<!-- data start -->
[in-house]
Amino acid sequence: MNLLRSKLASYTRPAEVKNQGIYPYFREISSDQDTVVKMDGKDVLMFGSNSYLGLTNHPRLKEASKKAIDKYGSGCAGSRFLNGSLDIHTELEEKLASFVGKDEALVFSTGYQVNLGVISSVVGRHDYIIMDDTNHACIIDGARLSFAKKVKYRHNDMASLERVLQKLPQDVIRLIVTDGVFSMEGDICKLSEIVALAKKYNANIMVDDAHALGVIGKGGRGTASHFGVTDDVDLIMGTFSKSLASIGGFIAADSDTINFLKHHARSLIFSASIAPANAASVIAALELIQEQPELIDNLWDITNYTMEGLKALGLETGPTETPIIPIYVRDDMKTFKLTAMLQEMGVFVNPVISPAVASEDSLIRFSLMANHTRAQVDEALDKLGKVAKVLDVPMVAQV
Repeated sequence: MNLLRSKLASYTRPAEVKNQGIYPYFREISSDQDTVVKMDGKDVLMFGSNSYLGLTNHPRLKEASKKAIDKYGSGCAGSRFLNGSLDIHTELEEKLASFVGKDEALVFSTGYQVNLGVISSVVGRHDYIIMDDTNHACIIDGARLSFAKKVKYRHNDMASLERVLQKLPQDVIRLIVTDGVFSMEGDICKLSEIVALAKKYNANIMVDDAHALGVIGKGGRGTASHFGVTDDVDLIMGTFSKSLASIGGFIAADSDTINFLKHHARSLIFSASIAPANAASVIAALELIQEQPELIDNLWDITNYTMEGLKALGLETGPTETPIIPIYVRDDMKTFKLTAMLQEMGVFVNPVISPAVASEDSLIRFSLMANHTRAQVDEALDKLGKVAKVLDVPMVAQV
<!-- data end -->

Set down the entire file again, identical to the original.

[in-house]
Amino acid sequence: MNLLRSKLASYTRPAEVKNQGIYPYFREISSDQDTVVKMDGKDVLMFGSNSYLGLTNHPRLKEASKKAIDKYGSGCAGSRFLNGSLDIHTELEEKLASFVGKDEALVFSTGYQVNLGVISSVVGRHDYIIMDDTNHACIIDGARLSFAKKVKYRHNDMASLERVLQKLPQDVIRLIVTDGVFSMEGDICKLSEIVALAKKYNANIMVDDAHALGVIGKGGRGTASHFGVTDDVDLIMGTFSKSLASIGGFIAADSDTINFLKHHARSLIFSASIAPANAASVIAALELIQEQPELIDNLWDITNYTMEGLKALGLETGPTETPIIPIYVRDDMKTFKLTAMLQEMGVFVNPVISPAVASEDSLIRFSLMANHTRAQVDEALDKLGKVAKVLDVPMVAQV
Repeated sequence: MNLLRSKLASYTRPAEVKNQGIYPYFREISSDQDTVVKMDGKDVLMFGSNSYLGLTNHPRLKEASKKAIDKYGSGCAGSRFLNGSLDIHTELEEKLASFVGKDEALVFSTGYQVNLGVISSVVGRHDYIIMDDTNHACIIDGARLSFAKKVKYRHNDMASLERVLQKLPQDVIRLIVTDGVFSMEGDICKLSEIVALAKKYNANIMVDDAHALGVIGKGGRGTASHFGVTDDVDLIMGTFSKSLASIGGFIAADSDTINFLKHHARSLIFSASIAPANAASVIAALELIQEQPELIDNLWDITNYTMEGLKALGLETGPTETPIIPIYVRDDMKTFKLTAMLQEMGVFVNPVISPAVASEDSLIRFSLMANHTRAQVDEALDKLGKVAKVLDVPMVAQV